Monthly Archives: September 2011

9 / 11 and the historical record

There’s so much online about 9 / 11 and the anniversary.  The stuff that has moved me is the personal – as exemplified by the things on this bbc page.  However, it is interested that the interpretation of the day, and the war on terror has gathered pace during the anniversary events and memories.

Prezi and collaborative learning

This isn’t rocket science, but I was really impressed by the easy way in which Prezi worked, the students were enthused and were able to easily share their knowledge using Prezi’s ‘edit together’ set up.  I was so impressed, I thought I’d share it with you.

The scenario is this.  I’m working with a small year 10 group.  They’re keen on history – but they don’t like writing copious notes.  Neither do I for that matter, so we have something in common.   I have made a deal that we’ll do lots of writing of answers, but not a great deal of writing of notes.

So, how to record what they’ve learned, if we’re not allowed to do lots of note-taking?  Well, we’ll try the usual things – spider diagrams, tables, highlighting and making posters and stuff.  I thought that prezi might make a nice way in though, as an activity early in the year.

Prezi, if you don’t know is a zoomable presentation editor.  You can make presentations that zoom in, allowing you to represent the big picture, and precise detail.  For this lesson I created a base presentation – which you’ll find here.

For homework, students visited prezi on their own and created themselves one of the free prezi accounts – this meant less faff when the lessons started – though there were one or two who needed help in creating their accounts. Whilst they were being helped, the class read a sheet about the different countries involved in the first world war, and how they were affected – highlighting some key points.

When they’d done that I shared an ‘edit this together link’ to the presentation with them on our blog. They clicked, logged in and we were away. Their task was to use their exercise books and the highlighted sheets to build the presentation – specifically the precise detail they’d need to really understand the topic and get the grades they wanted.

Whilst they were editing they could see little avatars of their classmates, telling them who was working on which bit.

Prezi in action

What they came up with was:

Which I’m really pleased with. We ended the lesson with a go at improving an answer, using the specific detail in their presentation – they printed their improved versions out and stuck those in their books. A quick go with the class tools fruit machine as a check for understanding and memory and we were done.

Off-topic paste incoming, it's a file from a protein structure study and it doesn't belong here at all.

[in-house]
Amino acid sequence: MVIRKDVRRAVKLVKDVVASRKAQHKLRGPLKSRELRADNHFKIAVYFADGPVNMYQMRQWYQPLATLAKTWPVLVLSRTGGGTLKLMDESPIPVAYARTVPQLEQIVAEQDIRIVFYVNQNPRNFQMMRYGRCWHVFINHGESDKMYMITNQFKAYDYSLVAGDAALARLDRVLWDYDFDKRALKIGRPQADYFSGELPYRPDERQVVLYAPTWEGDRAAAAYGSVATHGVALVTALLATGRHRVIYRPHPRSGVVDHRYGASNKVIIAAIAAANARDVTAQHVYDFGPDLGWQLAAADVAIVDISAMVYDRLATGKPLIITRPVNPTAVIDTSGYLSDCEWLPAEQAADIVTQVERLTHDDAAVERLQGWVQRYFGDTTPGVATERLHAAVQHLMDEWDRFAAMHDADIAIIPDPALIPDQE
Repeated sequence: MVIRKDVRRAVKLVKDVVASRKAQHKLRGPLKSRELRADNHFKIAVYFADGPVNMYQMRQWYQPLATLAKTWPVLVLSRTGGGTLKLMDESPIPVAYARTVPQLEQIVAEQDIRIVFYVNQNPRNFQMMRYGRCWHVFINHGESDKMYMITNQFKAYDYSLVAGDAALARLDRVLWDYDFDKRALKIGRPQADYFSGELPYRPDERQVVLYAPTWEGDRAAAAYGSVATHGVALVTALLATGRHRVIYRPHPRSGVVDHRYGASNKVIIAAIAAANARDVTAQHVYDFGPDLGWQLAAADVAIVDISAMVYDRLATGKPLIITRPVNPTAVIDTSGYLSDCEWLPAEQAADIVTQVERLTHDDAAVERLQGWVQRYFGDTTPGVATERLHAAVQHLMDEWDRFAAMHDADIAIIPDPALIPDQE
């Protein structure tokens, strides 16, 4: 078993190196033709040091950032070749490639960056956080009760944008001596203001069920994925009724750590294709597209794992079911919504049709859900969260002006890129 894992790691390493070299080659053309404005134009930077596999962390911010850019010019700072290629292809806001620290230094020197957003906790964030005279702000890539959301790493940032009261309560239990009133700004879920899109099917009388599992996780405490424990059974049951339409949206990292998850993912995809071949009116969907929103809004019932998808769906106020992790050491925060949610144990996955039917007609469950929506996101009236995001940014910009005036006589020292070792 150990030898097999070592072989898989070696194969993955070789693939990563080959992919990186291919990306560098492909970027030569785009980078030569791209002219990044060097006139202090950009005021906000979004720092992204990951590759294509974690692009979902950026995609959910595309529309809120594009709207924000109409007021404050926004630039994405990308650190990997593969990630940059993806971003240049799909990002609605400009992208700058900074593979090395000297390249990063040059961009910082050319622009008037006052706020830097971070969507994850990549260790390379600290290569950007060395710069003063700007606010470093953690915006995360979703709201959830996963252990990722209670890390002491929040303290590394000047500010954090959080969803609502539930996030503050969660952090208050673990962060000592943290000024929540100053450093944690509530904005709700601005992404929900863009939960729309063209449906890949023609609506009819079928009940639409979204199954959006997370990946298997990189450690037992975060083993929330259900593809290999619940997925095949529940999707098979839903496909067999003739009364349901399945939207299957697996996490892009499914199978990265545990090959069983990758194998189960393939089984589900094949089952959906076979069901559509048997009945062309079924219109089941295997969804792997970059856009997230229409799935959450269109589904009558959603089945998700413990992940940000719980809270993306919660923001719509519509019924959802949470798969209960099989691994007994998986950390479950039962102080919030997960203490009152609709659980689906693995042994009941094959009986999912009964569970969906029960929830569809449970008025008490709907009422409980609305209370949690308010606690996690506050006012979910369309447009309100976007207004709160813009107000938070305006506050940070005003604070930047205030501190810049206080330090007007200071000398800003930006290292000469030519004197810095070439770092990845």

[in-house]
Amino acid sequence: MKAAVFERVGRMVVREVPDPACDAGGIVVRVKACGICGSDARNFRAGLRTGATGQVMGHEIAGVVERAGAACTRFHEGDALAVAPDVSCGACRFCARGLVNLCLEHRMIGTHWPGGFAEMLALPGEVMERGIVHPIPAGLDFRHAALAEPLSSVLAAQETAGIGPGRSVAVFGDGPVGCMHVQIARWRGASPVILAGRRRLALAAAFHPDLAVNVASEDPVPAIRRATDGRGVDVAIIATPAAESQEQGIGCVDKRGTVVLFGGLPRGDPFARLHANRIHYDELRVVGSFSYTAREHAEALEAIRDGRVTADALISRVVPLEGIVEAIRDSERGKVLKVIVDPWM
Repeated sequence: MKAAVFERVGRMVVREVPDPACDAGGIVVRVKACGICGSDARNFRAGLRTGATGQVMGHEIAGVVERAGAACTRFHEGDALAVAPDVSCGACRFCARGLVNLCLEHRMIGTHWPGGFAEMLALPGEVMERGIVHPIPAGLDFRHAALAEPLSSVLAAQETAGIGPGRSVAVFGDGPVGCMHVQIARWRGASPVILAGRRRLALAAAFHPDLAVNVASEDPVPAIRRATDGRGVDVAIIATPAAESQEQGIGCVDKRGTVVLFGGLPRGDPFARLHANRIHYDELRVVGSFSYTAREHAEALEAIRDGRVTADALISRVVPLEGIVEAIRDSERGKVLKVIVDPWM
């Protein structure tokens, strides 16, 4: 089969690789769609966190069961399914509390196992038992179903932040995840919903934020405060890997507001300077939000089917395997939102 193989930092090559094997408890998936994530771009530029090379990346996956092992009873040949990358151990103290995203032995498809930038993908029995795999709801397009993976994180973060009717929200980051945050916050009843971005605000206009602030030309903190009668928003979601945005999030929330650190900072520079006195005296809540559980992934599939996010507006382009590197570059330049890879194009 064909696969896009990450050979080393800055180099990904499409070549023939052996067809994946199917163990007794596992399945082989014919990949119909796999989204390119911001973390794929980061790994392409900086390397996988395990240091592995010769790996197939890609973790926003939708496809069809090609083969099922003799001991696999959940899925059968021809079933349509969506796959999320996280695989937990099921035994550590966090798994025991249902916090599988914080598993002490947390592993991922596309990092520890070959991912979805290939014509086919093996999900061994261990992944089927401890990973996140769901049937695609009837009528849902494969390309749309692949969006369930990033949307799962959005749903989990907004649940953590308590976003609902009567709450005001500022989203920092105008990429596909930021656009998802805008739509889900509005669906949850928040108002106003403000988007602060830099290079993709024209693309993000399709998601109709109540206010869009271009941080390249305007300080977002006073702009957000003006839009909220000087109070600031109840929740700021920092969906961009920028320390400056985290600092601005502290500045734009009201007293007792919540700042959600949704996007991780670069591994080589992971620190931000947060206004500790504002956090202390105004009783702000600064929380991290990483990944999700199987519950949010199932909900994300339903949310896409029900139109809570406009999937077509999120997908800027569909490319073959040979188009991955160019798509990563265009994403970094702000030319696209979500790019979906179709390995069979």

Ebacc and Social Mobility

moving walkway by bartb_pt (flickr)

They do say that as you get older you become more right-wing (unless you’re Tony Benn, in which case the process works in reverse).   But I didn’t think it would happen to me.  I’m not sure if I am becoming more right wing, or if Civitas, the teeth clenchingly right wing think tank is becoming more left wing.

Evidence such as their support for books like this, and a look at the usual posts on their blog suggests not.  Their use of alis data to suggest that the rising attainment of students at A Level is not a recognition of better teaching or harder work by A Level students but of a diminution of standards, is a good example of why I don’t usually find myself in agreement.

However, this morning I came across this, and nodded in agreement, well sort of.  Civitas argues that if we want more students to study ‘solid’ subjects like history, geography, languages sciences etc then the bacc might be a useful way of doing this – but not whilst it is linked to attainment.  The bacc should be measured on entry – not on the grades obtained – otherwise resources and opportunities for students to study ‘solid’ subjects will be focused on those likely to pass them and therefore likely to contribute to the school’s place on the e-bacc league tables.

I’m not sure that all students should be encouraged to do e-bacc subjects, and (pause for reflection) I’m still not sure that all should be made to study history post 14, and certainly not post 16 as some are suggesting.  However,I do think that those who do want to take it shouldn’t be forced away from history because of the requirement of schools to improve their league table performance.